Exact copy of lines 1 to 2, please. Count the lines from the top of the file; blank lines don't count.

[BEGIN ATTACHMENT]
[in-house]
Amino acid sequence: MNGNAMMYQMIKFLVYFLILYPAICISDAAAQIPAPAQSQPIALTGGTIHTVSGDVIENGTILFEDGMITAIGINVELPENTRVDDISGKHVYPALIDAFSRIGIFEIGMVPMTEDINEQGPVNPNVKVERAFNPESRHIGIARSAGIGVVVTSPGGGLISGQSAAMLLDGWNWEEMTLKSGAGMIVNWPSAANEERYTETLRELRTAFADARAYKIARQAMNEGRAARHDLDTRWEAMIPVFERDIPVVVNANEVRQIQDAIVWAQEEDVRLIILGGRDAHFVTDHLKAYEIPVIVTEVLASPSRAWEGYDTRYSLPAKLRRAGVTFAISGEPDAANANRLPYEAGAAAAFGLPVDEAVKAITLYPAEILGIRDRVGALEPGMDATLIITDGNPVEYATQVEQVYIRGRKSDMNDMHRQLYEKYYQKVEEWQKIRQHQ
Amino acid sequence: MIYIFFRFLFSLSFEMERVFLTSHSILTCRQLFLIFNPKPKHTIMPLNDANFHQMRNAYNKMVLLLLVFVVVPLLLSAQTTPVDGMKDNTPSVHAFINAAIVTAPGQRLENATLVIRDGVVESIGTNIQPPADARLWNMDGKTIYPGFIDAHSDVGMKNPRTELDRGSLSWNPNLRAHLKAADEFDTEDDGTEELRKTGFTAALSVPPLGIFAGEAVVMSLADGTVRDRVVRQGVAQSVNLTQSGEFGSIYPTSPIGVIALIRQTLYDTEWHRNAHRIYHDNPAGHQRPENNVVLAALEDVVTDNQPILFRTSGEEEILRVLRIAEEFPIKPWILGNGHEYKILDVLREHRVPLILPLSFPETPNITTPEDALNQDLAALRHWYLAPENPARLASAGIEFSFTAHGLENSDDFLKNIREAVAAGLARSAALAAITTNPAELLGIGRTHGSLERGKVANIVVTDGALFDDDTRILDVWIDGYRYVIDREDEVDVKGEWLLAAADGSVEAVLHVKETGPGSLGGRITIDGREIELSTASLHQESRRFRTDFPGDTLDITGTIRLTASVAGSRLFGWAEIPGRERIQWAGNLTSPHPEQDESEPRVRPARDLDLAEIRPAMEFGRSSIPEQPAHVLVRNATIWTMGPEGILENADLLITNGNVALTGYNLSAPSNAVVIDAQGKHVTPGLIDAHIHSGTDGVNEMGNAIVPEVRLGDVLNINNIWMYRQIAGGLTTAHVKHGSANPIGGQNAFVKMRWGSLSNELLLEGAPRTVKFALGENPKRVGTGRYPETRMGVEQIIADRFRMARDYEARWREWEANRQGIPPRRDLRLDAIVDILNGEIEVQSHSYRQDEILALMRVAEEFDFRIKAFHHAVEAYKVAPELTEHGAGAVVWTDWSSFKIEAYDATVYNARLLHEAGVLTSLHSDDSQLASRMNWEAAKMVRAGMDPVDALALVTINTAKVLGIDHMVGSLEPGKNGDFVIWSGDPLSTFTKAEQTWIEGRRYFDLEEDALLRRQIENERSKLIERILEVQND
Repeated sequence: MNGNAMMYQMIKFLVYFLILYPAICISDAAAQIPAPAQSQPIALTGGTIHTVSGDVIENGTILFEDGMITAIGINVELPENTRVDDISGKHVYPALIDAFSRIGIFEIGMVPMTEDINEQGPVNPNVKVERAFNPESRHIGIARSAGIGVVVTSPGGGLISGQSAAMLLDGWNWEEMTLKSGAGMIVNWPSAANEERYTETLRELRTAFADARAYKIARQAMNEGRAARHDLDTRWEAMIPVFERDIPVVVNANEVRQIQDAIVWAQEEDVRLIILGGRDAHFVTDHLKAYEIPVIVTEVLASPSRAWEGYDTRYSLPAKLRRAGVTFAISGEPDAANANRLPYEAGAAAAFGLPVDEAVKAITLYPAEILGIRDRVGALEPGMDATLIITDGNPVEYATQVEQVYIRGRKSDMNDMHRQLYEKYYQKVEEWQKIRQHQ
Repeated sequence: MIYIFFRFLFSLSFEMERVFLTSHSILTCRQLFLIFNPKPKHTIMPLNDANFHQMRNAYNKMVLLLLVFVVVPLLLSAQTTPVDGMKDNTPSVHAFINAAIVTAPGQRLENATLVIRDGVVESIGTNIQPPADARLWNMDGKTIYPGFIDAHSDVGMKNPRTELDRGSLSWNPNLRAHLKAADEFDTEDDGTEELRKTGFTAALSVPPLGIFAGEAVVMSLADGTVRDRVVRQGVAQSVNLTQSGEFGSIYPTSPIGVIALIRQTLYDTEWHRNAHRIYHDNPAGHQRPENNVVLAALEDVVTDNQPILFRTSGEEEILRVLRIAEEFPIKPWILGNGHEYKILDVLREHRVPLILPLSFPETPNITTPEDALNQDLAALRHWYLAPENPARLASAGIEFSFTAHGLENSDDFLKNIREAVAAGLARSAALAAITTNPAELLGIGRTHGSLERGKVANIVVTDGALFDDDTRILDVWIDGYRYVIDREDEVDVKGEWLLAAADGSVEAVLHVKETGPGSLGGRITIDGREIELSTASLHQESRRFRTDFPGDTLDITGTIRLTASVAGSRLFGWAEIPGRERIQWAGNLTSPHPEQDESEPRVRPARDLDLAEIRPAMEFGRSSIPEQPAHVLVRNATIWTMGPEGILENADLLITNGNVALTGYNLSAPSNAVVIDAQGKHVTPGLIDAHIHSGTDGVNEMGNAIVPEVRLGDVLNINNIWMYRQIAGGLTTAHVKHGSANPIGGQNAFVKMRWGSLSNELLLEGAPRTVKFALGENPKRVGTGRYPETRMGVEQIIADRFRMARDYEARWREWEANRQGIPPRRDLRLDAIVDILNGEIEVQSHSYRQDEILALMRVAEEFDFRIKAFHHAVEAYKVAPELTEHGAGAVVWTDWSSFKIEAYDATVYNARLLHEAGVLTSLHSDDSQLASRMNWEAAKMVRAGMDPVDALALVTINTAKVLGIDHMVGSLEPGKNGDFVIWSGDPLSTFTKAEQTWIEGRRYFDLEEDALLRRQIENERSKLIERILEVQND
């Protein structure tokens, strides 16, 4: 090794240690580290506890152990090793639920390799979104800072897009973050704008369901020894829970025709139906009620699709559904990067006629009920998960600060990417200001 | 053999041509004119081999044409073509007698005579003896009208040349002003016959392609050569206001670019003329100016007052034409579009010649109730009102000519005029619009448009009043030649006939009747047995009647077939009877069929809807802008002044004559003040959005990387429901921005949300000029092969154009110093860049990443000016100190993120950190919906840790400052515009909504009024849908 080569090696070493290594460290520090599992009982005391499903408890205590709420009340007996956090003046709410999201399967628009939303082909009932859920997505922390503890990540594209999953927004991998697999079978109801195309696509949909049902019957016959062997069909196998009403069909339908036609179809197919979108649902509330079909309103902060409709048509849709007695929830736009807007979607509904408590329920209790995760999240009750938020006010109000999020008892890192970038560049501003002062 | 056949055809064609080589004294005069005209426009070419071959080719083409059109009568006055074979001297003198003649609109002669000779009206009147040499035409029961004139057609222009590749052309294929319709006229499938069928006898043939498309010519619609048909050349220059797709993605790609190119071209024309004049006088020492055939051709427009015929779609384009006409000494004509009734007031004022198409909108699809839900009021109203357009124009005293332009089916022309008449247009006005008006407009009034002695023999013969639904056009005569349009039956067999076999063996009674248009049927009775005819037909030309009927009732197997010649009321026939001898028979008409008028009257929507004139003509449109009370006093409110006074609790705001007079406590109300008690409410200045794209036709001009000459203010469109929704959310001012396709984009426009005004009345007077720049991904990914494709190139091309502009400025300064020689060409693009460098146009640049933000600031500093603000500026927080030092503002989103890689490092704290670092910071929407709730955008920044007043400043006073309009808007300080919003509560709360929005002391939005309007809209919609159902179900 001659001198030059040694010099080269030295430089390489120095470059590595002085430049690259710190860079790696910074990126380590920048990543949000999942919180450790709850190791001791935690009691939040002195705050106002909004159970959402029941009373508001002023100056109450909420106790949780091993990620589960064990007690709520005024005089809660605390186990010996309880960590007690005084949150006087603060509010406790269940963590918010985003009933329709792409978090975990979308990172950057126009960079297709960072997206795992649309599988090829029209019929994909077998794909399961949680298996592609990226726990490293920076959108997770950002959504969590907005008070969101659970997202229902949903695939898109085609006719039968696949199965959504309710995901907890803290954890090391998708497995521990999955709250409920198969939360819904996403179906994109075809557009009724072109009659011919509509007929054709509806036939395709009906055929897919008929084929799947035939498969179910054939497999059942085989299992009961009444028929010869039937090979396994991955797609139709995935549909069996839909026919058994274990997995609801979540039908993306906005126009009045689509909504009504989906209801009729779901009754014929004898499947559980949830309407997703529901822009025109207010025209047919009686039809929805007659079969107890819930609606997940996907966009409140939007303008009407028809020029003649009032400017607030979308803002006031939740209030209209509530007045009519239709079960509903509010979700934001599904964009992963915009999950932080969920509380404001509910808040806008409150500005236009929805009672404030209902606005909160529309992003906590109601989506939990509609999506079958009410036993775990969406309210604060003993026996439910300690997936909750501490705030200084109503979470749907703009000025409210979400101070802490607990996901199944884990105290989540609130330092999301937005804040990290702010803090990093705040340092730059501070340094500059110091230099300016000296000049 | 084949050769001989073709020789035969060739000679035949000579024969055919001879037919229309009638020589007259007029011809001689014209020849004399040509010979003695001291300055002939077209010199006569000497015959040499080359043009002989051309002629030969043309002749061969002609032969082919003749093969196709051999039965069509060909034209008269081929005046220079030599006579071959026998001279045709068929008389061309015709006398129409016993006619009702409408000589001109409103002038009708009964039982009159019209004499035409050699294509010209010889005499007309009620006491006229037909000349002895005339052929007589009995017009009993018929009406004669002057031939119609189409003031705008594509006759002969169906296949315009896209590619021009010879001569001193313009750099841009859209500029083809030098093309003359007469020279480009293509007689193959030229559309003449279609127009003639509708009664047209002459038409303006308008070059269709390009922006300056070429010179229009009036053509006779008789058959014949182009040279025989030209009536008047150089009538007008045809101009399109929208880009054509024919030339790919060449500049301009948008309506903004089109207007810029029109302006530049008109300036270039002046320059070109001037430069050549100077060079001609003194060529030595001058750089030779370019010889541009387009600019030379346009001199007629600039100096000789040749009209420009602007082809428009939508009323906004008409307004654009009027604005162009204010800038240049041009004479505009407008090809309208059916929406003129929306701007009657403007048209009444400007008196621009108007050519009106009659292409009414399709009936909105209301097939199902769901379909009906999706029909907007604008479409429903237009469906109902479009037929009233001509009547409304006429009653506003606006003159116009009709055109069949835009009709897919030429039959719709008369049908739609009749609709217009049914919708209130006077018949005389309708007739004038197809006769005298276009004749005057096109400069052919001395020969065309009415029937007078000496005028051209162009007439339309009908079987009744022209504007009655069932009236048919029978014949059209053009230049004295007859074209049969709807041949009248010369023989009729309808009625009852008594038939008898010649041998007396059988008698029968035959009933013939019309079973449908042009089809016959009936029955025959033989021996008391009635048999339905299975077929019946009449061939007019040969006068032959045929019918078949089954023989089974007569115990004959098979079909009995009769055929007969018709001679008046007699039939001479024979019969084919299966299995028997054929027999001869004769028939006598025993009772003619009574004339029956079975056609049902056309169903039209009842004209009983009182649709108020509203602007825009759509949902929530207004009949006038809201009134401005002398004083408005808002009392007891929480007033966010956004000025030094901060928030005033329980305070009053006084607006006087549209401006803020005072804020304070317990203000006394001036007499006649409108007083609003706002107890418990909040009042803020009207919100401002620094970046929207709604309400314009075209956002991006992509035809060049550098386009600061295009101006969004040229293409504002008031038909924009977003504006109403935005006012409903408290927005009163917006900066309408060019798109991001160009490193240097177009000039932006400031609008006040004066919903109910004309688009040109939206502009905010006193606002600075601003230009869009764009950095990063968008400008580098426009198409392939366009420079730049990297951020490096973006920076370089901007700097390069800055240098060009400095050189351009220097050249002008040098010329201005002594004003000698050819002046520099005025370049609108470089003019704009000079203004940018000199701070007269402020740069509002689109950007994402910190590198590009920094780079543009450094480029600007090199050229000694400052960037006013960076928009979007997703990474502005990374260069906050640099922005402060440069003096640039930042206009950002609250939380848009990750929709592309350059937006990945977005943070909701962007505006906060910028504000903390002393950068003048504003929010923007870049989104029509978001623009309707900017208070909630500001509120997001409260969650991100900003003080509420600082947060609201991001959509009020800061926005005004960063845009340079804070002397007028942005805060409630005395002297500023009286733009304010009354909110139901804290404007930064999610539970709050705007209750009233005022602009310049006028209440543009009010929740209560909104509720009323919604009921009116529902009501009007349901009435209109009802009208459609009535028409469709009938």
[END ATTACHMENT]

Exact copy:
[in-house]
Amino acid sequence: MNGNAMMYQMIKFLVYFLILYPAICISDAAAQIPAPAQSQPIALTGGTIHTVSGDVIENGTILFEDGMITAIGINVELPENTRVDDISGKHVYPALIDAFSRIGIFEIGMVPMTEDINEQGPVNPNVKVERAFNPESRHIGIARSAGIGVVVTSPGGGLISGQSAAMLLDGWNWEEMTLKSGAGMIVNWPSAANEERYTETLRELRTAFADARAYKIARQAMNEGRAARHDLDTRWEAMIPVFERDIPVVVNANEVRQIQDAIVWAQEEDVRLIILGGRDAHFVTDHLKAYEIPVIVTEVLASPSRAWEGYDTRYSLPAKLRRAGVTFAISGEPDAANANRLPYEAGAAAAFGLPVDEAVKAITLYPAEILGIRDRVGALEPGMDATLIITDGNPVEYATQVEQVYIRGRKSDMNDMHRQLYEKYYQKVEEWQKIRQHQ